It’s more than thirty years that Amartya Sen made the fundamental argument in Poverty and Famines (1981) that the problem of hunger is not about shortage of food, but people’s right to get to the food that was there. The Right to Food campaign in India seems to have won the argument. A bill currently under consideration accepts the principle of a right to food, and aims to deliver it by subsidies of basic grains.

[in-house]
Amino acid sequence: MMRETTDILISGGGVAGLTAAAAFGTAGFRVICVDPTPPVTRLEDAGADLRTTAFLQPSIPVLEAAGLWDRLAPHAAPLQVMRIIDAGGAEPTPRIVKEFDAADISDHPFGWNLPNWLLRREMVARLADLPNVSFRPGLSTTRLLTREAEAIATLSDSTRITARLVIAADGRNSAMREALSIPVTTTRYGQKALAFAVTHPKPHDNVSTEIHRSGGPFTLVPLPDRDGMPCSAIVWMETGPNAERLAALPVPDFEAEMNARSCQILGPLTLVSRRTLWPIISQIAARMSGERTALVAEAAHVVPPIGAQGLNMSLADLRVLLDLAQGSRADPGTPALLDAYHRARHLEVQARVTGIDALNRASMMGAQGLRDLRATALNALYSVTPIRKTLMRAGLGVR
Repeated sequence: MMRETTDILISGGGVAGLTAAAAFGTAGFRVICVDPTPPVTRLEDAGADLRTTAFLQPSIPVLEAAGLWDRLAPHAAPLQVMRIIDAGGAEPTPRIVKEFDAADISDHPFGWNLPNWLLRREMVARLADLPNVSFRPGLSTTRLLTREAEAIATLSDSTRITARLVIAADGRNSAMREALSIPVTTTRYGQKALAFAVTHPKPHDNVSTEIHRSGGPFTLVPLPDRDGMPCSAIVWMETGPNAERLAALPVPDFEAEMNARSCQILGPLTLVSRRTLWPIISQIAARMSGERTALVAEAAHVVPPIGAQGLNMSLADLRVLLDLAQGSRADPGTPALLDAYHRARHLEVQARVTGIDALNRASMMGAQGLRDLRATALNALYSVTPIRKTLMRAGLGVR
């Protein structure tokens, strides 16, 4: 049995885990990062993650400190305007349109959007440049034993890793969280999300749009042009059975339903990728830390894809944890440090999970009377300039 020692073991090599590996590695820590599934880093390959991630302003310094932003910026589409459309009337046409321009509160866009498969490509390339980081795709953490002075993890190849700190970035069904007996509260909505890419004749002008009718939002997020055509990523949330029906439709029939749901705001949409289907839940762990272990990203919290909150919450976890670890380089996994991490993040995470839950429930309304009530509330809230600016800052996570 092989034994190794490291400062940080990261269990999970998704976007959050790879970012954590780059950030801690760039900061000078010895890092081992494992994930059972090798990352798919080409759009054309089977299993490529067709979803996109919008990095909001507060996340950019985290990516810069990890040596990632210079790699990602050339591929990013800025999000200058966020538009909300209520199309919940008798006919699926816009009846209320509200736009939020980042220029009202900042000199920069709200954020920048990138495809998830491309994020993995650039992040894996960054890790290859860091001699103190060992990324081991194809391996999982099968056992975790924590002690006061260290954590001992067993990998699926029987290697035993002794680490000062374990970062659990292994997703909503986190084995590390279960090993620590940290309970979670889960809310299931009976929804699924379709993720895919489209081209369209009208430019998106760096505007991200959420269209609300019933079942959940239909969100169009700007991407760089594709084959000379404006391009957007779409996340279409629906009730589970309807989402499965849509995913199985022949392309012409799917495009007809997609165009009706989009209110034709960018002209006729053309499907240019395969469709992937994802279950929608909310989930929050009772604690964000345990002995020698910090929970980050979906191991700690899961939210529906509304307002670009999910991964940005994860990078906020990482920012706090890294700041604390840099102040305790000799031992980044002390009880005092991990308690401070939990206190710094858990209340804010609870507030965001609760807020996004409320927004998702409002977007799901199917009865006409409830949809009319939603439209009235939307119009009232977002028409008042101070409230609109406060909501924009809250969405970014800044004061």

There are doubts, of course, about India’s capacity to deliver the right effectively. And, as reported last month, a third of the world’s poorest people are in India.